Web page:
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How are Neobanks Disrupting the Traditional Banking Industry?

Panos Archondakis

Senior Director, Account Management, EPAM
Blog
  • Financial Services

The new wave of neobanks entering the market has challenged every part of the traditional banking model, increasing competition to gain market share and exceed customer expectations. But how are neobanks disrupting traditional financial service firms?

  • Neobanks typically focus on a narrow use case or product. They identify gaps, problems or pain points within existing offerings and engineer more complex services to attract clients by improving that service.
  • Their focus and ability to provide more innovative services quickly and conveniently—at a lower rate with a better user experience—has reinvented the processes and practices of traditional banking models.

The need for neobanks in today’s market arises from society’s growing expectations for stronger, more seamless digital journeys regardless of device, location or consumer needs. The inflexible nature of traditional banking services—deriving from unsatisfactory digital and in-person experiences, barriers to completing transactions and the disconnect between services inside business units—is a significant pain point for customers.

The limitations of traditional banking models have created a gap in the market, allowing challenger banks to capitalize on the negative perception of the industry. They need to offer a positive service that makes it easier for customers to interact with and consume services, while also offering a more cost-effective and convenient service in order to attract customers. To do this well, neobanks need to address several challenges both internally and externally:

Internal Challenges

Scale – A lack of funding and initial resources can be a considerable limitation for many neobanks first entering the market, as they face pressure to build scale and attract customers faster than competitors.

Customer Acquisition – While consumers are looking for better experiences, they may initially be hesitant to move their entire banking relationships to a new, “untested” challenger bank, making it difficult for neobanks to grow quickly without an existing large customer base.

New Models – Since every offering is built from scratch, it will take significant time and resources to establish a broad product and service portfolio, hindering the speed of expansion within the company.

Regulations – While neobanks are keen to move quickly and be disruptive in the marketplace, they still need to remain compliant with regulations across all jurisdictions.


External Challenges

Existing Banks – While there is a need and opportunity for neobanks, competition from traditional banks is still a significant barrier – whether it’s from incumbents that have been trying to build innovative services to withstand disruption or tech giants who already have these digital capabilities and are looking to enter the industry.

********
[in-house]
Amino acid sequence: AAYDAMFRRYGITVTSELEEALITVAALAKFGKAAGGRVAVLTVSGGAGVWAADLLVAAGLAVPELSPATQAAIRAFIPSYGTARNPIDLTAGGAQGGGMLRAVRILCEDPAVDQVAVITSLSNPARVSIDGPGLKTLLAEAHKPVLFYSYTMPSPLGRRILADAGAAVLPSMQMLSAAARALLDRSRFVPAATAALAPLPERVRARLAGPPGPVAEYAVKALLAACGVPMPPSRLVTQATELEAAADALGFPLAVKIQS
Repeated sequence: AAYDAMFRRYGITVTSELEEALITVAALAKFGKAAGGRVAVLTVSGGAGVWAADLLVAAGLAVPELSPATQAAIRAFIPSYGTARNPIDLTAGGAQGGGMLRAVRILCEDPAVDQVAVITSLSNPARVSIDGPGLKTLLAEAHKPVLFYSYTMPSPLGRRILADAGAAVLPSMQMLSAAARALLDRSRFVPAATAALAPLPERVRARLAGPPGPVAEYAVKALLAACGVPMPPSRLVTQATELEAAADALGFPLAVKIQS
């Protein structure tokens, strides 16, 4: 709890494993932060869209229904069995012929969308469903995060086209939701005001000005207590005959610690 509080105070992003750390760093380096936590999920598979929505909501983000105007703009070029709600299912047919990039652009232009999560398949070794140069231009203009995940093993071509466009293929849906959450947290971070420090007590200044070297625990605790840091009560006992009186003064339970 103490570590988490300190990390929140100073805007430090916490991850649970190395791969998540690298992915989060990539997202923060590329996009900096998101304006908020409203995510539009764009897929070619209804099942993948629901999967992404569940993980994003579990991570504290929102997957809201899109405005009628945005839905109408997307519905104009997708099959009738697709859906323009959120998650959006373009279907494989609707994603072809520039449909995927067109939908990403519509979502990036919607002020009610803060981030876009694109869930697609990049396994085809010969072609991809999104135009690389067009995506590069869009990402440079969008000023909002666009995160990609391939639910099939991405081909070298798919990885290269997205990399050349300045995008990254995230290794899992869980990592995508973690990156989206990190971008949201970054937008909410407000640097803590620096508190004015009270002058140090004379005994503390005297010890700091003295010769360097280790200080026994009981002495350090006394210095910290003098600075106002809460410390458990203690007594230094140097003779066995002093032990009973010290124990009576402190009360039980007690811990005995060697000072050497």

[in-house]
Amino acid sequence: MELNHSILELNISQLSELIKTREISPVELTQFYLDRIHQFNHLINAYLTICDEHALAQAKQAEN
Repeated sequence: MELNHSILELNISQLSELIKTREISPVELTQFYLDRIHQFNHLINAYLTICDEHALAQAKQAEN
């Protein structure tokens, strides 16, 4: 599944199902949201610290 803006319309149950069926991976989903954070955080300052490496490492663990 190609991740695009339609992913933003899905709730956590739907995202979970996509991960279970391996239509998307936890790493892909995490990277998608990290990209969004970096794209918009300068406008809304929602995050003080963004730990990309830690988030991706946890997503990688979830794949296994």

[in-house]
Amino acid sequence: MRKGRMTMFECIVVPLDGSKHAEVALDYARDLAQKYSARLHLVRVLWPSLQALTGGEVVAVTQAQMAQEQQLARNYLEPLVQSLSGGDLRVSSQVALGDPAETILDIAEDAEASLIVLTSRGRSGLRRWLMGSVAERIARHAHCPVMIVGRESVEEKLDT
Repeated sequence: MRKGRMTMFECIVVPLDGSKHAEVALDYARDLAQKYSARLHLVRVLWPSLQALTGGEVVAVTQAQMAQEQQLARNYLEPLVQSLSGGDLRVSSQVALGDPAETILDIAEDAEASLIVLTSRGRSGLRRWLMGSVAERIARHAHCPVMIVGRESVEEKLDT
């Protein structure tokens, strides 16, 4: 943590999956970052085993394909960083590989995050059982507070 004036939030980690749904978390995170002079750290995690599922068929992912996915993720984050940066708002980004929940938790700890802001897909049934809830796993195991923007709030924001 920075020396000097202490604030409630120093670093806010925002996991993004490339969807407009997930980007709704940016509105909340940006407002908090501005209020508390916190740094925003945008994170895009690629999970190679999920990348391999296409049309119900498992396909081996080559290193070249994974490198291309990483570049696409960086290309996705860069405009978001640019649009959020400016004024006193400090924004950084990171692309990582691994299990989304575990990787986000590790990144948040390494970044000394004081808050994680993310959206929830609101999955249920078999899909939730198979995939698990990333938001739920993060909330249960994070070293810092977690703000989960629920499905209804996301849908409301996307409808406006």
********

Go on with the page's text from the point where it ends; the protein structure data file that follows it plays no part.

Market Resources – Traditionally, incumbents have major resources (both within their workforce and budgets), regulatory credentials and most importantly, loyalty from their customers in an industry where trust is extremely important.

Offerings – Incumbent banks have built their product and service offerings over many years, and while they may not be engaging or flexible, they still are available from a single bank provider – unlike neobanks who do not have this luxury.

Re-Engineering – Several neobanks have been burned by moving too fast because their platforms were not scalable, robust or flexible. Money and time have to be spent re-engineering these solutions to expand product and service offerings, improve reliability and enter new markets.


What traditional firms are demonstrating is that scale matters. The breadth of product offerings is important to consumers. If convenience is your main selling point, forcing a customer to go elsewhere for products that you don’t offer is a major impediment. Brand and reliability are also important—and we’ve seen what traditional banks have faced with recent platform outages or security breaches.

By focusing on innovation, speed and differentiation, neobanks can offer experience-based value and address customers’ existing pain points, completely differentiating their current offering. Their core banking systems are built around a network of microservices and form an agile working model that can implement new features and changes with a shorter lead time. While neobanks cannot expect to enter the market at a high profitability rate, they must plan to monetize beyond the current offering, and their agile workforce must transform into an environment for constant innovation.

In Asian markets, we’ve already seen that non-traditional banking services are attractive to consumers—social media platforms are proving that there are many financial transactions that can take place outside of a bank or even a banking app. Neobanks that are still maturing in the current market need to broaden their product offering as quickly as possible while also maintaining quality, reliability and trust. While neobanks will continue to fight to gain significant market share to become self-sustaining, there is still a huge opportunity to change the very future of banking.

Fueled by open banking, AI and the emergence of API-enabled architectures, neobanks have the tools and motivation to focus sharply on the actual needs of customer and provide a better digital experience; one where banking becomes invisible, enriched and embedded into customers’ everyday lives.

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